1. I would also like to touch on High School capacity for a minute. I’ve spent hours pouring over high school enrollment numbers – acutal and predicted – back to 2001. While I am not a demographer it seems there is a missing piece… i.e. why the demographer’s enrollment numbers have been higher than actual enrollment. If you go back to the 2009 bond literature you can see it in black and white – a prediction of 1900 HS students in 2013. Where we actually are is 30 students higher now than in 2008. What I found and hope to detail in a new story is a difference in the class attrition rate from the demographer and what actually happens. The last 8 graduating classes averaged a 13.7% attrition rate – meaning they lost 13.7% of their class size between freshman and senior year. The demographer averages about 4-5% for the same time period. I think this is the key. My daughter is a junior. Her class has already lost 17% of its students since freshman year. This is NOT the dropout rate. It’s a combination of kids moving, doing running start, transferring to private schools AND dropping out. Based on the actual attrition rate I do not believe MSHS will be over capacity in 2013. I think there is time to delay the annexation and attempt another bond. Look for a new story and charts soon.

  • Danna – I haven’t looked at when the demographic data for MSHS was published, my guess is that the demographic firm published its findings prior to the huge disruption in home construction that began in 2008 and that continues today. And that disruption has had a corresponding effect on the number of students coming into the district. I moved to Snoqualmie in 2010, so I was not around to witness the rapid pace in which Phase 1 and much of Phase 2 were constructed. Given that SnoRidge is a great community with easy access to I-90 and the employment centers of Bellevue & Seattle, when housing does eventually recover – builders will again be putting in houses as fast as possible up here like they did before 2008. With the economic downturn, construction costs and interest rates being really low – it’s going to less costly now to build something we will need in the near future rather than later. So I agree with you – we should put another bond issue up for a vote and organize a massive turnout effort in the neighborhood to get 60% plus 1. If new school bond issues continue to fail, it is likely that the district attrition rate will increase as more parents, who can afford to, pull their kids out of SVSD and place them in private school.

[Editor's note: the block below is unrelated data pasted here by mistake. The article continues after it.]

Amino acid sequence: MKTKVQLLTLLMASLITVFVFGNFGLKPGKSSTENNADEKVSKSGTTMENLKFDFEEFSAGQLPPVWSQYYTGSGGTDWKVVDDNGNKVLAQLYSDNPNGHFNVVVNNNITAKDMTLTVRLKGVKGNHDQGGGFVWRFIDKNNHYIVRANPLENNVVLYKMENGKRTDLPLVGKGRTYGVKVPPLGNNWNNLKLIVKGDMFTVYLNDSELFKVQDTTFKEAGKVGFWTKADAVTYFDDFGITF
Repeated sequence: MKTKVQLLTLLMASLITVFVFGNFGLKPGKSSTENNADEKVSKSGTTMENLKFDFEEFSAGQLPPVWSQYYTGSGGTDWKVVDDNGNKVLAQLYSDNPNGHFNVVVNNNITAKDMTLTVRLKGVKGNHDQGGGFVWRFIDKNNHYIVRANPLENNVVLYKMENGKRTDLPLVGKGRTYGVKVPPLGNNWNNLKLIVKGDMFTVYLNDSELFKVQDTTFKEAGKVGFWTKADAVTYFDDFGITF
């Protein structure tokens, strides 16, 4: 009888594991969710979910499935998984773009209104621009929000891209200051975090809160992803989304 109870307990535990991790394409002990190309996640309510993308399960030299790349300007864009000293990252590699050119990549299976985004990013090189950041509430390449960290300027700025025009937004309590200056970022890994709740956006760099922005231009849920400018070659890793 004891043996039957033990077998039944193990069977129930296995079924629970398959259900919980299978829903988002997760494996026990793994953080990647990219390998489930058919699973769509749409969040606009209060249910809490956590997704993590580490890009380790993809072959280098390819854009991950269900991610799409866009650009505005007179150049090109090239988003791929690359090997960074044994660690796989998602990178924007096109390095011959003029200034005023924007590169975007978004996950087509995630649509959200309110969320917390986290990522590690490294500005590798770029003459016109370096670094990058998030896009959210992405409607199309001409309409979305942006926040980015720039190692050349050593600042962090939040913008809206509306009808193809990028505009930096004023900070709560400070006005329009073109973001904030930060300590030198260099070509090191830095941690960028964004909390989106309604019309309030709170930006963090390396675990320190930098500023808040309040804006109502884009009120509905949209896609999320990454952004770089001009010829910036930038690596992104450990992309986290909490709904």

1. These are attrition rates dating back to the freshman class of 2001 and ending with this Year’s senior class. Pretty solid data through the calm, boom and recession years. The demographer does new enrollment numbers every year for SVSD’s capital facilities plan.

    2. Mark, I would like to see another bond too. I think the evidence is compelling that moving to a two middle school model is not the best for our middle school kids, both educationally and from a facilities standpoint. I am also curious to know what students think about a Freshman Learning Center. The research appears to show a 50-50 split as to the success of such a learning environment; however, in most of these cases, freshman only campuses were utilized as a temporary measure to place kids while a school was either being built or renovated. So, in my mind, the evidence is still out on whether there is a long-term value.

      It may also be time to consider another, independent evaluation of our projection data. It appears that most of the projections we have been getting are “off.” Sometimes by a large amount. There is alot of uncertainity out there regarding the need to annex by 2013, given how “off” the projection data is right now, and the slow rate of growth throughout the Valley.

      Perhaps we may need to hold off for a year or two and assess our situation more realistically. During this time, we can try another bond. My only hope is the next time around, a solid plan is also provided the public as to how all this is going to be done/accomplished. I have yet to see one.

      Just my 2 cents.